Value added tax
Value added tax (VAT) is charged on most goods and services at the standard 25 percent rate.The transfer of shares is not subject to VAT. The transfer of assets is generally subject to VAT at the rate of 25 percent. Reduced rates of 13 percent and 5 percent apply to certain goods and services.The transfer of shares is not subject to VAT.The transfer of assets is generally subject to VAT at the rate of 25 percent. The transfer of a business as a going concern is not subject to VAT, provided certain conditions are met.To benefit from this exemption, the aim of the transfer must be to put the new owner in possession of a business unit. Therefore, the sale of a portion of assets cannot be classified as a transfer of a business unit: all assets and liabilities related to the business unit need to be transferred.
The transfer of land (except for construction sites), buildings and the land on which buildings stand are exempt from VAT. The exemption does not apply to a sale by a VAT-registered taxpayer before first occupation or if less than 2 years elapsed between the date of first occupation and the date of sale.
There are no stamp duty or stamp duty land tax requirements in Croatia.
Croatia levies transfer tax at the rate of 4 percent on transfers of real estate that is not considered to be ‘new’ which includes real estate in use for longer than 2 years.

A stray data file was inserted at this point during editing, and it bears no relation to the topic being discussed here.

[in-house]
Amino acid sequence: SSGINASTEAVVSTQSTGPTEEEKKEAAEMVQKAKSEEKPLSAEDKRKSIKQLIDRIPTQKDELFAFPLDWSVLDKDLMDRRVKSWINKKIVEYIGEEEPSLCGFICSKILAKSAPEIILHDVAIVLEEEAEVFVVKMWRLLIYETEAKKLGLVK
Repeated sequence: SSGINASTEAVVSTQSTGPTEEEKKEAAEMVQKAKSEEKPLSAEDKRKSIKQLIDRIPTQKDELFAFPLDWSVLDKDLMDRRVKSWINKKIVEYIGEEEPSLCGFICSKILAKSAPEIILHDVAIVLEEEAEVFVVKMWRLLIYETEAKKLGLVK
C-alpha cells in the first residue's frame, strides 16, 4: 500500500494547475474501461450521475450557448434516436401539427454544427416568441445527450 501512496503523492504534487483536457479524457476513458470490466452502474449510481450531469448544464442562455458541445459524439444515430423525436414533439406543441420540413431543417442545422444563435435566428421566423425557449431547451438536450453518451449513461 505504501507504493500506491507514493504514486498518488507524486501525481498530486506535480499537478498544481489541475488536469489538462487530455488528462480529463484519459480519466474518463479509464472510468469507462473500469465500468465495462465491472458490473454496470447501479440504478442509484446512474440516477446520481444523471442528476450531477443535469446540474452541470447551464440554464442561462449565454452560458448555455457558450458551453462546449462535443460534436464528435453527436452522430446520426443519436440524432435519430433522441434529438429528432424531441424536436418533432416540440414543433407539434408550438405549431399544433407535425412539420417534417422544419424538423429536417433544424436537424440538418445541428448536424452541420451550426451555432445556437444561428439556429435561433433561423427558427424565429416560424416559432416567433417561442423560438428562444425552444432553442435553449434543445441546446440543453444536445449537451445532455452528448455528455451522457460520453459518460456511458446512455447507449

In certain cases the parties may opt to have the transfer of such real estate taxed with VAT rather than transfer tax in cases where (if the buyer is VAT-registered and intends to use the real estate for making VAT able supplies), with the view to eliminating the tax cost of supplies of real estate for business purposes.
In certain cases, the transfer of real estate as a contribution in kind to the share capital of a company eliminates transfer taxes and VAT.
As of 1 January 2018, the special 5 percent tax on the transfer of used personal motor vehicles and motorcycles was replaced by an administrative duty, payable based on the age of the vehicle and engine power (ranging from 1 to 50 Croatian Kuna (HRK) per kilowatt for personal motor vehicles and from HRK0.1 to 3 per cubic centimeter for motorcycles).
Purchase of shares
The purchase of shares as a form of acquisition does not result in an increased cost base of the underlying assets.
Tax indemnities and warranties
On a purchase of shares, the buyer takes over not only the company’s assets but also its liabilities, including contingent liabilities. Thus, the buyer usually requires more extensive indemnities and warranties than in the case of an asset purchase. Where significant amounts are involved, the buyer customarily conducts a due diligence exercise, including a review of the target company’s tax affairs.
Tax losses may be carried forward for a maximum of 5 years. Earlier losses are set off before later ones. Croatia has no loss carryback or tax grouping provisions.
The utilization of tax losses is restricted in the case of a corporate restructuring (activity test). A legal successor does not assume the right to carry forward the tax losses of a legal predecessor where either: